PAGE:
What Science Says About The World Cup Ball : Show Me Your Cleats! - World Cup 2010 Blog You'd assume the a new, smoother ball would make be faster and steadier. But you'd be wrong.

What Physics Says About Smooth Balls

What Physics Says About Smooth Balls

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A view of the personalisation of the adidas Jo'bulani official match ball for the 2010 FIFA World Cup Final between the Netherlands and Spain. This ball was named slightly different than the one that has been used throughout the tournament. Richard Heathcote/Getty Images Europe hide caption

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Richard Heathcote/Getty Images Europe

It’s probably not all that surprising that this year’s World Cup has had its share of controversial goals, controversial offside calls, controversial foul calls, and controversial foul non-calls.

A bit more surprising is the controversy caused by the tournament’s ball.

Adidas created the Jabulani especially for the South African World Cup. It’s made from thermally bonded panels, instead of the traditional 32 panels of pentagons and hexagons.

That makes it a lot smoother, but has given the players fits.

“You might think if you make a ball very, very smooth, it will fly through the air better than a ball that is rough,” says John Eric Goff, chair of the physics department at Lynchburg College and author of Gold Medal Physics: The Science of Sports.

You might think that, but you’d be wrong.

“As the air goes around a sphere, or one of these sports balls, it forms a little layer near the surface of the sphere called the boundary layer,” says Goff. A rough surface makes that boundary layer break down at lower speeds.

“And what that means is the drag force on the ball, the air resistance, goes down slightly,” he says.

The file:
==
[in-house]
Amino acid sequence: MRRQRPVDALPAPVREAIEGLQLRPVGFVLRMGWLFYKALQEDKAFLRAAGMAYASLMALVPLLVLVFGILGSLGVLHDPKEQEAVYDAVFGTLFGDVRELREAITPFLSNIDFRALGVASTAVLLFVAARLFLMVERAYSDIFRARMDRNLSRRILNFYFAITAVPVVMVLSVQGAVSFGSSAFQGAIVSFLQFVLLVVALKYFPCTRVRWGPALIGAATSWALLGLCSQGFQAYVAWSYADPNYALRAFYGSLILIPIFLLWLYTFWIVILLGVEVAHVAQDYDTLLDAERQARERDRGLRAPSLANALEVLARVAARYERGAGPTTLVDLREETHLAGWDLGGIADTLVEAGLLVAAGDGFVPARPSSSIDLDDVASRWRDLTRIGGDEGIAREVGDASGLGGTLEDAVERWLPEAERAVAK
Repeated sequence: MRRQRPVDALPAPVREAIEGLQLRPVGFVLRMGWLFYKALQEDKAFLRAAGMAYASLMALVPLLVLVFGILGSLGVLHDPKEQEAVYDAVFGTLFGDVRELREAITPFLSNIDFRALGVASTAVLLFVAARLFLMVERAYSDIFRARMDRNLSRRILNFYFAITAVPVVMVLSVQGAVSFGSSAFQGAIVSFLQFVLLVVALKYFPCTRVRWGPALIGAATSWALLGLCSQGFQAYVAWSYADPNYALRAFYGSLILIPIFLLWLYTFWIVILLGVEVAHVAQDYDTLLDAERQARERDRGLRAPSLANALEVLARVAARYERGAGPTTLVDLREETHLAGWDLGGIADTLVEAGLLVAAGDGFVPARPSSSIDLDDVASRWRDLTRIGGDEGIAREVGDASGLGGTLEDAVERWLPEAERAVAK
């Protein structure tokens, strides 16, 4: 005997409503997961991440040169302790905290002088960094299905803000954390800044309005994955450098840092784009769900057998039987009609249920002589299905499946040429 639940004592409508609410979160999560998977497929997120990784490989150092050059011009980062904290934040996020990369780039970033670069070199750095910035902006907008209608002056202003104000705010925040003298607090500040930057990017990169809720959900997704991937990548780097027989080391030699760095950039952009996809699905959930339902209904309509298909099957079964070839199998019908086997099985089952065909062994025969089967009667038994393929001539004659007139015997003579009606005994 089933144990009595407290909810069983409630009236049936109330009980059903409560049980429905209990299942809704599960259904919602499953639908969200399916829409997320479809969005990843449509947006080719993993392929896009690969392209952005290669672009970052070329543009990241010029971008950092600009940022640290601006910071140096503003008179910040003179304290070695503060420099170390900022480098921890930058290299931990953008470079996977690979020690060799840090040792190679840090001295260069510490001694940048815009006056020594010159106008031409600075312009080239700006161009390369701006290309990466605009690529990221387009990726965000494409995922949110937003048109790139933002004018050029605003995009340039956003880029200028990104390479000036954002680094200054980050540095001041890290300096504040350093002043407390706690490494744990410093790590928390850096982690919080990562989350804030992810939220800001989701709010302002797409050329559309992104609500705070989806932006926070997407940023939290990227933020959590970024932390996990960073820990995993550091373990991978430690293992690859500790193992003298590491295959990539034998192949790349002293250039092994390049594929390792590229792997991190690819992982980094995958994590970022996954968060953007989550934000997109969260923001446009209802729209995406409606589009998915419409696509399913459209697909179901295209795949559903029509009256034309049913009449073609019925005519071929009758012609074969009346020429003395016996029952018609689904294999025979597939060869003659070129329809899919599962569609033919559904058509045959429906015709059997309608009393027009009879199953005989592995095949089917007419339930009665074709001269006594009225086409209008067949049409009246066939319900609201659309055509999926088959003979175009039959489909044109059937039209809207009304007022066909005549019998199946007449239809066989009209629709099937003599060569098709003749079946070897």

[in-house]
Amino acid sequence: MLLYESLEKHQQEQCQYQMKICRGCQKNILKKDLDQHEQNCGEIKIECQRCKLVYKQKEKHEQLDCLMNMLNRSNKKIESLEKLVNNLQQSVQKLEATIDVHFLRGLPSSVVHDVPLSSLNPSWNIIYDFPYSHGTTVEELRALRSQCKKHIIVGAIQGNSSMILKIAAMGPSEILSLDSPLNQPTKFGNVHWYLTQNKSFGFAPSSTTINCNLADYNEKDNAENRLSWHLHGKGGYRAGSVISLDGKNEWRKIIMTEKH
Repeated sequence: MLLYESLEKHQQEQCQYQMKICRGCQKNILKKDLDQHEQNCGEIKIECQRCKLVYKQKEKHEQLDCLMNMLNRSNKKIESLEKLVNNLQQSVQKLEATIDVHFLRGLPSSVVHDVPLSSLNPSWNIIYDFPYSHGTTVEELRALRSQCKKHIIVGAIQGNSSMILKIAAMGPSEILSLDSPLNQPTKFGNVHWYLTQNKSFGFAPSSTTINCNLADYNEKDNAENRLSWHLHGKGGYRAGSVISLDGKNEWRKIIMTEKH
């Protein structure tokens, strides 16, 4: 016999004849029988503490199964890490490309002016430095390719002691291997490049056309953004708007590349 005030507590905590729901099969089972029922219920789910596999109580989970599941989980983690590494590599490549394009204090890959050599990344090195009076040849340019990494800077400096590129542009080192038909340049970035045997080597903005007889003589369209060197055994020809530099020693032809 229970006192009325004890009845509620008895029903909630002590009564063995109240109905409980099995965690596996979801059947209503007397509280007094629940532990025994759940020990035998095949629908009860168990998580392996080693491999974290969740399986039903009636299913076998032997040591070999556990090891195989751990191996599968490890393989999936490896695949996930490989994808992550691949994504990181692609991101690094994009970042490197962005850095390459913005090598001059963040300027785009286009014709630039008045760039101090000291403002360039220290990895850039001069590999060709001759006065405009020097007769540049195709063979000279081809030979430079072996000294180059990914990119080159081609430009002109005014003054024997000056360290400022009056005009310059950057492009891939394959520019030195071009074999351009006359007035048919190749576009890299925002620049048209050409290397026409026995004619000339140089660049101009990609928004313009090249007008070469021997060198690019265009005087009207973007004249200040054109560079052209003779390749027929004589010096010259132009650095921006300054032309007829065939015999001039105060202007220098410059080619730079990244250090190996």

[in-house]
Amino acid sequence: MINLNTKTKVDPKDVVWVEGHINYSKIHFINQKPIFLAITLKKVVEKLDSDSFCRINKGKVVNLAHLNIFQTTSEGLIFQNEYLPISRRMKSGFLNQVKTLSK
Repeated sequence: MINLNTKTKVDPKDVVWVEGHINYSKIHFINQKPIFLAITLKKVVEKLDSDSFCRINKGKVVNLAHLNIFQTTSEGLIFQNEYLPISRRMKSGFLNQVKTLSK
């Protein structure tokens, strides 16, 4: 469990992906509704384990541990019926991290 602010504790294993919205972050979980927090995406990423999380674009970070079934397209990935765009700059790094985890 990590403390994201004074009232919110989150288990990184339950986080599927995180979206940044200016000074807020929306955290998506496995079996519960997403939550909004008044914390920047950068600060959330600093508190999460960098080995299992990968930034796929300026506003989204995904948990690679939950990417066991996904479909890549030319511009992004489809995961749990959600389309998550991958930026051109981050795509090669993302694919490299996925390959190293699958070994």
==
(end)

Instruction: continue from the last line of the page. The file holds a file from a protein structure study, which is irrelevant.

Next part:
With only eight panels, you might think the Jabulani would be much smoother than a traditional  ball, but you’d be wrong. Adidas has added grooves on the Jabulani that make up for the missing seams. Still, there seems to be less drag, less air resistance on a Jabulani when it’s traveling very fast than on a traditional ball.

But more difficult than speed for player’s to get used to is what’s called the knuckling effect. This is when the ball starts behaving erratically because the boundary layer is breaking down at different places around the ball.

“There is an ideal speed for the maximum knuckling effect,” says Rabindra D. Mehta, chief of the Experimental Aero-Physics Branch at the NASA Ames Research Center in California. For a traditional soccer ball it’s around 30 miles per hour.

But for the Jabulani, it’s more like 40 or 45 mph. So it’s flying more erratically at faster speeds.

Incidentally, despite what you might have seen in blogs or newspaper reports, NASA has not investigated the Jabulani. Mehta says he and some colleagues did a demonstration of the aerodynamics of flying objects for local school children, and used the Jabulani as an example.

“There’s a lot of media coverage with all sorts of crazy headlines  claiming NASA is doing this and that. We’re not doing anything,” says Mehta. “We just wanted to demonstrate soccer ball aerodynamics to children.”

That may be so, but it’s hardly a headline grabber.